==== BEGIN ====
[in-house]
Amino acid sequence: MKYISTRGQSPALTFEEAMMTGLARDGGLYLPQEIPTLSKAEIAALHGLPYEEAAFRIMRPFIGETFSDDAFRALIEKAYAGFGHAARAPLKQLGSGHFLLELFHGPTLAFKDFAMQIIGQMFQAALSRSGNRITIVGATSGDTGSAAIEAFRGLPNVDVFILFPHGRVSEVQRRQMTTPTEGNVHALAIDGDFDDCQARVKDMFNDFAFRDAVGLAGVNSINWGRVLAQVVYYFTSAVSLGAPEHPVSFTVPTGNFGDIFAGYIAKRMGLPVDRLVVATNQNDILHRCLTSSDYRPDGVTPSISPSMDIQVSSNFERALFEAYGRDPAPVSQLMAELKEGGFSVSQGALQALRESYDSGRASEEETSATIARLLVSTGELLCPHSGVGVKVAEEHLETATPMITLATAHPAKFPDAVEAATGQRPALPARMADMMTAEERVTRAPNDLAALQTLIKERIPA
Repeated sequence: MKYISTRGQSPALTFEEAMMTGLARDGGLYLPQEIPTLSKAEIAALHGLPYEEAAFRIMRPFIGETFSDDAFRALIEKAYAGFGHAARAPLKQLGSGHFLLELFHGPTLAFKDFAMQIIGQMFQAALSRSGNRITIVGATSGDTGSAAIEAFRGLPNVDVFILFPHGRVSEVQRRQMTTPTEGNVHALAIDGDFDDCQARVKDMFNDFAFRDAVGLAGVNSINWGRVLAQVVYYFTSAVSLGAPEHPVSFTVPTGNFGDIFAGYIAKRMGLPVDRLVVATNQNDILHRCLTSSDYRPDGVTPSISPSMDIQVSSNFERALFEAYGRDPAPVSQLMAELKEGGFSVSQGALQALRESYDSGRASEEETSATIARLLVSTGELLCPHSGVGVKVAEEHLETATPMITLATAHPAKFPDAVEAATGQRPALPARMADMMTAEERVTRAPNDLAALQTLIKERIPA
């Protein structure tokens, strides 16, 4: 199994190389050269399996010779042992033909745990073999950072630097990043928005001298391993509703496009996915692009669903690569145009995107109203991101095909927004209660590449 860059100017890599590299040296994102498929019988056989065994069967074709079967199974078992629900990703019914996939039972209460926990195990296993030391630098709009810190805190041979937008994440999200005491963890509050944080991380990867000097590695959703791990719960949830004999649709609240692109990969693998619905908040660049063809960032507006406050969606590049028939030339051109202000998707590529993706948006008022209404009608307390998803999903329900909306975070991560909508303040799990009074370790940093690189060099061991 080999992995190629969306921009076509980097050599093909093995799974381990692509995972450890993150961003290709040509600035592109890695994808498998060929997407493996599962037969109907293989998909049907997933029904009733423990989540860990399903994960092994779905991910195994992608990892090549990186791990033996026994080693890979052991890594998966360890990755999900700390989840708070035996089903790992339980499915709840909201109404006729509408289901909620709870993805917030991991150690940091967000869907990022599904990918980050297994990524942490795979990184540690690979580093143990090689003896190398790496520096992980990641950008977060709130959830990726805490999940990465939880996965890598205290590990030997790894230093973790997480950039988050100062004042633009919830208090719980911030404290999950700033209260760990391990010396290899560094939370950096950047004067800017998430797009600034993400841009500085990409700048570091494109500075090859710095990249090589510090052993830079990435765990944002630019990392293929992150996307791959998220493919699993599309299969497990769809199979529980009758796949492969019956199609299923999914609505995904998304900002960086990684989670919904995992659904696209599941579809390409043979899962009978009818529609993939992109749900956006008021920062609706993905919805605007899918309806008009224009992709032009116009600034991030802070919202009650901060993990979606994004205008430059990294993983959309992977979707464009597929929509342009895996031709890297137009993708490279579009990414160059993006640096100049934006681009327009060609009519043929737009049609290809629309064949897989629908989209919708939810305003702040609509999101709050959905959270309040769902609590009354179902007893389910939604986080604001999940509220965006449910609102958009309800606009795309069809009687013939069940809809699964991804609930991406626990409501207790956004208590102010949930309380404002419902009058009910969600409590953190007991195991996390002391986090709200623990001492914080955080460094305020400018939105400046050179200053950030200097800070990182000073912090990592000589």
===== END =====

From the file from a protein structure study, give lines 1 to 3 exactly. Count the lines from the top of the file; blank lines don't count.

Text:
[in-house]
Amino acid sequence: MKYISTRGQSPALTFEEAMMTGLARDGGLYLPQEIPTLSKAEIAALHGLPYEEAAFRIMRPFIGETFSDDAFRALIEKAYAGFGHAARAPLKQLGSGHFLLELFHGPTLAFKDFAMQIIGQMFQAALSRSGNRITIVGATSGDTGSAAIEAFRGLPNVDVFILFPHGRVSEVQRRQMTTPTEGNVHALAIDGDFDDCQARVKDMFNDFAFRDAVGLAGVNSINWGRVLAQVVYYFTSAVSLGAPEHPVSFTVPTGNFGDIFAGYIAKRMGLPVDRLVVATNQNDILHRCLTSSDYRPDGVTPSISPSMDIQVSSNFERALFEAYGRDPAPVSQLMAELKEGGFSVSQGALQALRESYDSGRASEEETSATIARLLVSTGELLCPHSGVGVKVAEEHLETATPMITLATAHPAKFPDAVEAATGQRPALPARMADMMTAEERVTRAPNDLAALQTLIKERIPA
Repeated sequence: MKYISTRGQSPALTFEEAMMTGLARDGGLYLPQEIPTLSKAEIAALHGLPYEEAAFRIMRPFIGETFSDDAFRALIEKAYAGFGHAARAPLKQLGSGHFLLELFHGPTLAFKDFAMQIIGQMFQAALSRSGNRITIVGATSGDTGSAAIEAFRGLPNVDVFILFPHGRVSEVQRRQMTTPTEGNVHALAIDGDFDDCQARVKDMFNDFAFRDAVGLAGVNSINWGRVLAQVVYYFTSAVSLGAPEHPVSFTVPTGNFGDIFAGYIAKRMGLPVDRLVVATNQNDILHRCLTSSDYRPDGVTPSISPSMDIQVSSNFERALFEAYGRDPAPVSQLMAELKEGGFSVSQGALQALRESYDSGRASEEETSATIARLLVSTGELLCPHSGVGVKVAEEHLETATPMITLATAHPAKFPDAVEAATGQRPALPARMADMMTAEERVTRAPNDLAALQTLIKERIPA